Australian Farmers Consider Commercializing Kangaroo
Increasing desertification raises the issue for landowners
MELBOURNE, AUSTRALIA — Australia's arid lands support one of the most diverse native animal populations in the world. But the nation's grazing animals may be nibbling the land to dust.
''Between 50 and 70 percent of the land area of Australia is at risk of desertification due to too much grazing pressure from cattle, sheep, feral goats, and kangaroos,'' says Gordon Grigg, professor of Zoology at the University of Queensland in Brisbane.
For many Australian farmers and ranchers, the answer is clear: Reduce the number of kangaroos.
Farmers have long viewed kangaroos as pests, competing with cattle and sheep for scarce water and grass. In the 1950s, state governments regulated the slaughter of kangaroos on rangelands by a quota system. Recently, the Australian government, the wool industry, and landholders have invested in new ways to get rid of 'roos, including electrified troughs to prevent kangaroos from drinking as well as research into contraceptives.
But killing more kangaroos will not solve the problem of land degradation, says Professor Grigg. ''You could take all the kangaroos off the land and it would make little difference in the face of the onslaught from sheep and cattle.''
Hard-hoofed imports, such as sheep and cattle, cut into the topsoil, whereas soft-footed native animals are adapted to Australia's arid rangeland, he argues. The need is to give ranchers a commercial incentive to cut back on their herds and encourage healthy kangaroo populations.
Ironically, that incentive would come from winning acceptance for kangaroo as a source of high-quality meat. Until 18 months ago, it was illegal to sell kangaroo for human consumption in much of Australia. Conservationists, animal rights activists, and ranchers opposed moves to market kangaroo meat as either cruel to animals, unsafe for humans, or a threat to lamb and beef prices.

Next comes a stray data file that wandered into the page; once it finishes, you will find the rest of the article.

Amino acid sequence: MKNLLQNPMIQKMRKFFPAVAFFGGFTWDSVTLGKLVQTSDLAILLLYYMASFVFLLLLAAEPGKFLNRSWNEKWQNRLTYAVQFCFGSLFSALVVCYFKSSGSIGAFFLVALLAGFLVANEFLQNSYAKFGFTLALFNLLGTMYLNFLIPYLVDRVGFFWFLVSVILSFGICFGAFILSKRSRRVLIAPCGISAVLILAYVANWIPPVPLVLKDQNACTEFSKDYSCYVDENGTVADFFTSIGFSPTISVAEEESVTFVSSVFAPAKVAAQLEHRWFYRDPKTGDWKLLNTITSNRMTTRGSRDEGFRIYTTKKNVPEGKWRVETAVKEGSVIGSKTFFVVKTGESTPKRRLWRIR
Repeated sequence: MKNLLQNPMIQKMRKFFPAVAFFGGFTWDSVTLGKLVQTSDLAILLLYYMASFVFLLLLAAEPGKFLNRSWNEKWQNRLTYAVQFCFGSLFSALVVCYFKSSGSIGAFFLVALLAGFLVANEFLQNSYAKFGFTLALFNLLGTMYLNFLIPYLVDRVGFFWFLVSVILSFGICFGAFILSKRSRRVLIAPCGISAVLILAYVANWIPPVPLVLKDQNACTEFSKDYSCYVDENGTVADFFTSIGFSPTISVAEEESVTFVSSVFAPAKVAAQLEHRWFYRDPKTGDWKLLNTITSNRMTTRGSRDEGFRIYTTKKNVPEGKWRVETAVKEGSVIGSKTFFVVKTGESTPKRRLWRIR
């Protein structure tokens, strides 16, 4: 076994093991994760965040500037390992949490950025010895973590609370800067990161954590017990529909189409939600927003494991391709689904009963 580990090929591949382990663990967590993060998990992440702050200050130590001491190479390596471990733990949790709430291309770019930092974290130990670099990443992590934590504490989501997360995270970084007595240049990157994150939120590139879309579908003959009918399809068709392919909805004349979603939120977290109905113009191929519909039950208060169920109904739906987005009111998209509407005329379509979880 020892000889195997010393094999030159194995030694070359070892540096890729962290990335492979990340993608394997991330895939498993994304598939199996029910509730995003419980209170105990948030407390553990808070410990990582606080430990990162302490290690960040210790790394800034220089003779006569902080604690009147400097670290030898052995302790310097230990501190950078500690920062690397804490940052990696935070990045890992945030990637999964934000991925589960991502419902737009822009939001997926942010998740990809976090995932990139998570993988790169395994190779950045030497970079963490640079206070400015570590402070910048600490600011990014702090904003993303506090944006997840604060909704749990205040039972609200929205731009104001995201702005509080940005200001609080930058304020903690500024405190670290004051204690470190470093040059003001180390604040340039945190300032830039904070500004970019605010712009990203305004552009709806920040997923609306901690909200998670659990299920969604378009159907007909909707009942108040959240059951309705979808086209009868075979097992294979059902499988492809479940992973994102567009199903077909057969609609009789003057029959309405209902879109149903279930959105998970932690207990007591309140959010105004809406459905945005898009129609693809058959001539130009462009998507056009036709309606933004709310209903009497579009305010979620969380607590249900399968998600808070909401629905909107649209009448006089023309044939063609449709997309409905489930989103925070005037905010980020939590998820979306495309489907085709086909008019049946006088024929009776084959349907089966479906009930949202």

But advocates say the battle to win market acceptance for kangaroo as a high-quality meat could be the key to saving the habitat for all of Australia's native animals, including its kangaroos.
Grigg, who made his case for commercializing kangaroo to preserve the environment in 1987, is beginning to win converts.
''In the last five to 10 years, there has been a trend away from seeing kangaroos as a pest to seeing them as a natural resource,'' says Gerry Maynes, director of the population assessment unit of the Australian Nature Conservation Agency. This government agency sets annual quotas for kangaroos.
Obstacles remain to developing foreign markets for kangaroo meat, which could bring some $180 million yearly into the Australian economy, according to Australia's Bureau of Resource Sciences.
The United States Fish and Wildlife Service only lifted its designation of three species of large mainland kangaroo from the endangered species list last March, thus ending a 22-year ban on the sale of kangaroo products in the US. ''It is believed that the kangaroo population may exceed what it was before Australia was settled by Europeans,'' the service said in a statement.
''Our view is that if the kangaroo industry is going to develop markets in the US, it would take years to overcome the perception that kangaroos are endangered,'' says Mr. Maynes. The main markets for the $60 million kangaroo industry are now Germany, Italy, Spain, Scandinavia, Japan, and Korea.
The industry also faces a hard sell at home. Animal rights groups argue that commercial killing is cruel. National Kangaroo Campaign coordinator Maryland Wilson charges that professional shooters subvert natural selection by targeting dominant males.
Dramatic demonstrations, including dragging a dead kangaroo through the lobby of a Melbourne hotel that served kangaroo meat, have prompted some chefs to drop marsupials from the menu. Last year, Victorian Coles Supermarkets suspended sales of kangaroo meat after public protests.
''It is generally assumed that conservationists shouldn't be killing kangaroos. But conservation values animals in their habitats, and if you increase the commercial value of animals, you can get conservation of the species and its habitat,'' Grigg says.
Grazing organizations that once opposed the sale of kangaroo meat now support it. This year, for the first time, farmers in South Australia are bargaining with meat producers and shooters to set prices for kangaroos on their lands.
The ranchers may come around, but you're unlikely to find kangaroo prosciutto on the menu of Qantas, Australia's national airline, which uses the kangaroo as its corporate logo.
''Qantas won't buy from me,'' says Susan Bruce of the Canberra-based gourmet foods company Poachers Paradise. ''They have a policy that no kangaroo will ever be served on their airline - as food, that is, not as a passenger.''